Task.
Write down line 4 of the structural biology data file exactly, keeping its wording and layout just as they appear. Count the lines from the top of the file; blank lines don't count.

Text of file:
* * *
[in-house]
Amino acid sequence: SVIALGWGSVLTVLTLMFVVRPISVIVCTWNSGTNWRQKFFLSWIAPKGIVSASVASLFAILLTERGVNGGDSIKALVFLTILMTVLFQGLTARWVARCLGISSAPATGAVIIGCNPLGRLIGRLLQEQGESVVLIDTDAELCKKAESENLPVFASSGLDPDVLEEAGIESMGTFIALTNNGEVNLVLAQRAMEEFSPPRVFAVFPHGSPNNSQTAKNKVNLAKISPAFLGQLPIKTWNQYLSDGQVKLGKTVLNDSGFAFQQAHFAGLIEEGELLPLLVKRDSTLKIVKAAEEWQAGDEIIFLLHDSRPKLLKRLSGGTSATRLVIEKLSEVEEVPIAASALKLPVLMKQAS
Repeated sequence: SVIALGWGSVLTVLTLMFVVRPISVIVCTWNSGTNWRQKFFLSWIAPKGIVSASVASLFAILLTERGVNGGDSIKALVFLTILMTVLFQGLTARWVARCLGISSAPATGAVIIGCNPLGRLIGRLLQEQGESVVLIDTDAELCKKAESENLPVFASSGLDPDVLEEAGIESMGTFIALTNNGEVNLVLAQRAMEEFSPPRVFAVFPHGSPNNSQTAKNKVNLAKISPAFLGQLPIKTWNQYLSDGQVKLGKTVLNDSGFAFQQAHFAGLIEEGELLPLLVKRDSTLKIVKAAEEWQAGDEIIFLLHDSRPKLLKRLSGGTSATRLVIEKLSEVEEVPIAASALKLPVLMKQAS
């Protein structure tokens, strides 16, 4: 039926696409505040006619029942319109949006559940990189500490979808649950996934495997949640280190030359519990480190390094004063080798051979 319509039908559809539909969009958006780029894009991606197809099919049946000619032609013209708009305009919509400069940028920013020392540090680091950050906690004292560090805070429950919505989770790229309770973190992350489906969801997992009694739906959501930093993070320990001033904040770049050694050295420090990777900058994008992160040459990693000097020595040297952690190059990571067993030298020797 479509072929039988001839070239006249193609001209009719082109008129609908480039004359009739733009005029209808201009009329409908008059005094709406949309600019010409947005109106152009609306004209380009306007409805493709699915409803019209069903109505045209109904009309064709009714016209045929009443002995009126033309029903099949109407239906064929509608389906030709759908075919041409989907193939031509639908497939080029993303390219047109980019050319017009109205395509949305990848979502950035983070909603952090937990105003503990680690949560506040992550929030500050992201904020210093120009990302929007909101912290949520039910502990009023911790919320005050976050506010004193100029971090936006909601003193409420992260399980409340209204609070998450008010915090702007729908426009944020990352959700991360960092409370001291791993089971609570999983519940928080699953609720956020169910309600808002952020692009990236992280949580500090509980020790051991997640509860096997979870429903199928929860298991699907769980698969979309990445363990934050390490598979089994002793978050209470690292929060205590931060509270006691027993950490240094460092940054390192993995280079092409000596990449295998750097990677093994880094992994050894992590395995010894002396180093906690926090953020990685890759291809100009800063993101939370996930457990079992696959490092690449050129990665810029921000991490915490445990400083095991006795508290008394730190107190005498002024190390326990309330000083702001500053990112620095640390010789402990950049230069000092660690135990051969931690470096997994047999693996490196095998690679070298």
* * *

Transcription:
């Protein structure tokens, strides 16, 4: 039926696409505040006619029942319109949006559940990189500490979808649950996934495997949640280190030359519990480190390094004063080798051979 319509039908559809539909969009958006780029894009991606197809099919049946000619032609013209708009305009919509400069940028920013020392540090680091950050906690004292560090805070429950919505989770790229309770973190992350489906969801997992009694739906959501930093993070320990001033904040770049050694050295420090990777900058994008992160040459990693000097020595040297952690190059990571067993030298020797 479509072929039988001839070239006249193609001209009719082109008129609908480039004359009739733009005029209808201009009329409908008059005094709406949309600019010409947005109106152009609306004209380009306007409805493709699915409803019209069903109505045209109904009309064709009714016209045929009443002995009126033309029903099949109407239906064929509608389906030709759908075919041409989907193939031509639908497939080029993303390219047109980019050319017009109205395509949305990848979502950035983070909603952090937990105003503990680690949560506040992550929030500050992201904020210093120009990302929007909101912290949520039910502990009023911790919320005050976050506010004193100029971090936006909601003193409420992260399980409340209204609070998450008010915090702007729908426009944020990352959700991360960092409370001291791993089971609570999983519940928080699953609720956020169910309600808002952020692009990236992280949580500090509980020790051991997640509860096997979870429903199928929860298991699907769980698969979309990445363990934050390490598979089994002793978050209470690292929060205590931060509270006691027993950490240094460092940054390192993995280079092409000596990449295998750097990677093994880094992994050894992590395995010894002396180093906690926090953020990685890759291809100009800063993101939370996930457990079992696959490092690449050129990665810029921000991490915490445990400083095991006795508290008394730190107190005498002024190390326990309330000083702001500053990112620095640390010789402990950049230069000092660690135990051969931690470096997994047999693996490196095998690679070298």